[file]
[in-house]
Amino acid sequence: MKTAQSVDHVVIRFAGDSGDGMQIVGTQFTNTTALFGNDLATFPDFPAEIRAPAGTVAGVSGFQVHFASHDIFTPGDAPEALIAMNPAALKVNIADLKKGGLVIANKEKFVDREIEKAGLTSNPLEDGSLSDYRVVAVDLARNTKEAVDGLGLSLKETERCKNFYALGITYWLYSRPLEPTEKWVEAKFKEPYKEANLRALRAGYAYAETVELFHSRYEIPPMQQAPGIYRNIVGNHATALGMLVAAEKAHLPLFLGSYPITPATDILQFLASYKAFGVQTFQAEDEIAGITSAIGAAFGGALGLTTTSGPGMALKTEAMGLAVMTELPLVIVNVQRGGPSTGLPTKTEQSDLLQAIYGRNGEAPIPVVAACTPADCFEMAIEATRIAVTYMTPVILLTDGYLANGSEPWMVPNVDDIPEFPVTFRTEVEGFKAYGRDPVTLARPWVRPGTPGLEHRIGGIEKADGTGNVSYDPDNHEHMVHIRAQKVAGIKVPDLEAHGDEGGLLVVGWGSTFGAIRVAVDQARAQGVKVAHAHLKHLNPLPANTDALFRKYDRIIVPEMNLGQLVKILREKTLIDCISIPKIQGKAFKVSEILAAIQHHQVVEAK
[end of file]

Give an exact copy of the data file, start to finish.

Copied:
[in-house]
Amino acid sequence: MKTAQSVDHVVIRFAGDSGDGMQIVGTQFTNTTALFGNDLATFPDFPAEIRAPAGTVAGVSGFQVHFASHDIFTPGDAPEALIAMNPAALKVNIADLKKGGLVIANKEKFVDREIEKAGLTSNPLEDGSLSDYRVVAVDLARNTKEAVDGLGLSLKETERCKNFYALGITYWLYSRPLEPTEKWVEAKFKEPYKEANLRALRAGYAYAETVELFHSRYEIPPMQQAPGIYRNIVGNHATALGMLVAAEKAHLPLFLGSYPITPATDILQFLASYKAFGVQTFQAEDEIAGITSAIGAAFGGALGLTTTSGPGMALKTEAMGLAVMTELPLVIVNVQRGGPSTGLPTKTEQSDLLQAIYGRNGEAPIPVVAACTPADCFEMAIEATRIAVTYMTPVILLTDGYLANGSEPWMVPNVDDIPEFPVTFRTEVEGFKAYGRDPVTLARPWVRPGTPGLEHRIGGIEKADGTGNVSYDPDNHEHMVHIRAQKVAGIKVPDLEAHGDEGGLLVVGWGSTFGAIRVAVDQARAQGVKVAHAHLKHLNPLPANTDALFRKYDRIIVPEMNLGQLVKILREKTLIDCISIPKIQGKAFKVSEILAAIQHHQVVEAK